A landmark new biography that presents the man behind the many myths. The first writer in English to go back to the original European sources, Adam Zamoyski’s portrait of Napoleon is historical biography at its finest.
Napoleon inspires passionately held and often conflicting visions. Was he a godlike genius, a romantic avatar, a megalomaniac monster, a compulsive warmonger or just a nasty little dictator?
Whilst he displayed elements of these traits at certain times, Napoleon was none of these things. He was a man and, as Adam Zamoyski presents him in this landmark biography, a rather ordinary one at that. He exhibited some extraordinary qualities during some phases of his life, but it is hard to credit genius to a general who presided over the worst (and self-inflicted) disaster in military history and who single-handedly destroyed the great enterprise he and others had toiled so hard to construct. A brilliant tactician, he was no strategist.
But nor was Napoleon an evil monster. He could be selfish and violent, but there is no evidence of him wishing to inflict suffering gratuitously. His motives were mostly praiseworthy and his ambition no greater than that of contemporaries such as Alexander I of Russia, Wellington, Nelson, Metternich, Blucher, Bernadotte and many more. What made his ambition exceptional was the scope it was accorded by circumstance.
Adam Zamoyski strips away the lacquer of prejudice and places Napoleon the man within the context of his times. In the 1790s, a young Napoleon entered a world at war, a bitter struggle for supremacy and survival with leaders motivated by a quest for power and by self-interest. He did not start this war but dominated his life and continued, with one brief interruption, until his final defeat in 1815.
Based on primary sources in many European languages, this magnificent audiobook examines how Napoleone Buonaparte, the boy from Corsica, became ‘Napoleon’, how he achieved what he did and how it came about that he undid it. It does not justify or condemn but seeks instead to understand Napoleon’s extraordinary trajectory.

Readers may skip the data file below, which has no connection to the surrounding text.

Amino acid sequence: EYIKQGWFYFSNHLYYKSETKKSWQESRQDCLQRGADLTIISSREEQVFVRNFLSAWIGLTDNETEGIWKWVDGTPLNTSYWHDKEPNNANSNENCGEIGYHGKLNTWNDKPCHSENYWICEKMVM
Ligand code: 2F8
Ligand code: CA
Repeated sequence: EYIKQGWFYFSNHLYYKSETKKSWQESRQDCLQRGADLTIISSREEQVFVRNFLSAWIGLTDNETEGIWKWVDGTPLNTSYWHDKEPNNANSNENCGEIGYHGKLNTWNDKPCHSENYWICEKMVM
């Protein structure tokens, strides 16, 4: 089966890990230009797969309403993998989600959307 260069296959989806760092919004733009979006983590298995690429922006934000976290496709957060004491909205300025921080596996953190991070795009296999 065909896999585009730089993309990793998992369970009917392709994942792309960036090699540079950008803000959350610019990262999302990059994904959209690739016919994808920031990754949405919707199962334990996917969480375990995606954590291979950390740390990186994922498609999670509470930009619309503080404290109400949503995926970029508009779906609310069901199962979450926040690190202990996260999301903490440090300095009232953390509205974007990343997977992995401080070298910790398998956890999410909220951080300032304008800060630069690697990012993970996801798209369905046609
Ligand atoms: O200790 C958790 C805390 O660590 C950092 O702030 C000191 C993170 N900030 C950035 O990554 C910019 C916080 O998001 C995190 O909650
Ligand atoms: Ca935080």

"Always elegant in style and original in analysis. Zamoyski, a master of the sources and of the culture and politics that created his subject, produces a fresh, nuanced, beautifully written, gripping, and outstanding biography of Napoleon that reveals him to be a triumph of luck and accident as much as the invincible genius of the legend." (Simon Sebag-Montefiore, author of The Romanovs and Jerusalem: the Biography)
"Napoleon is an out and out masterpiece and a joy to read." (Sir Antony Beevor, author of Stalingrad)
"A lifetime’s diligent research and profound thinking about Napoleon and his times has gone into this hugely readable, highly enjoyable and well-balanced biography. Zamoyski is at the top of his game as a biographer." (Andrew Roberts, Visiting Professor, Department of War Studies, King’s College, London)
What members say
- Ms. S. J. McReynolds
Iconoclasm gone too far
Zamoyski's stated intention is to expose the man behind the myth - but he merely does a demolition job on both. Dwelling in great detail on Napoleon's weaknesses and failures - but skating over his triumphs (Marengo, Austerlitz, Champaubert) and the code Napoleon - Zamoyski demeans his profession. This is a hatchet job - thinly disguised as history. To be avoided.
4 of 7 people found this review helpful
- Evan H
A straight forward & detailed biography.
A roughly chronological account of Napoleons life from late adolesence, rise to power and career as emperor to it's conclusion.
As the subtitle suggests, it is a surprisingly humanising account of such a huge figure. Plenty of character detail based on accounts of his contemporaries and the man's own writing. A good addition to any collection of histories concerning European history.
As with his other readings Leighton Pugh's naration is clear & generally excellent, if a little soporific in tone at times.
1 of 2 people found this review helpful